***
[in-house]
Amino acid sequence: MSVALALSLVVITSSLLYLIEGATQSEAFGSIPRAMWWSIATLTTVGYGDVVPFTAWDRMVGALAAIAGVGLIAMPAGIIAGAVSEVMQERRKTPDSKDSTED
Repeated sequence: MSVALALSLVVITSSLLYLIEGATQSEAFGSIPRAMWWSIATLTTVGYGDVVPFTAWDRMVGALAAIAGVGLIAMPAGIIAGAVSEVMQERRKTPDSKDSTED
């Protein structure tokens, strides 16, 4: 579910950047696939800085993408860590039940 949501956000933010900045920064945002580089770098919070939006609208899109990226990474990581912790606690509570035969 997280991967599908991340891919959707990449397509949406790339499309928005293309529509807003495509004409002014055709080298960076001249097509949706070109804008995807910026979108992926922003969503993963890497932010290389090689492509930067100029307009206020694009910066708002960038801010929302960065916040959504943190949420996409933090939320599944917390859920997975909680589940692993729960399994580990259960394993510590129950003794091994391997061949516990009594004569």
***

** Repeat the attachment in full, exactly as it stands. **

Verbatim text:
[in-house]
Amino acid sequence: MSVALALSLVVITSSLLYLIEGATQSEAFGSIPRAMWWSIATLTTVGYGDVVPFTAWDRMVGALAAIAGVGLIAMPAGIIAGAVSEVMQERRKTPDSKDSTED
Repeated sequence: MSVALALSLVVITSSLLYLIEGATQSEAFGSIPRAMWWSIATLTTVGYGDVVPFTAWDRMVGALAAIAGVGLIAMPAGIIAGAVSEVMQERRKTPDSKDSTED
């Protein structure tokens, strides 16, 4: 579910950047696939800085993408860590039940 949501956000933010900045920064945002580089770098919070939006609208899109990226990474990581912790606690509570035969 997280991967599908991340891919959707990449397509949406790339499309928005293309529509807003495509004409002014055709080298960076001249097509949706070109804008995807910026979108992926922003969503993963890497932010290389090689492509930067100029307009206020694009910066708002960038801010929302960065916040959504943190949420996409933090939320599944917390859920997975909680589940692993729960399994580990259960394993510590129950003794091994391997061949516990009594004569």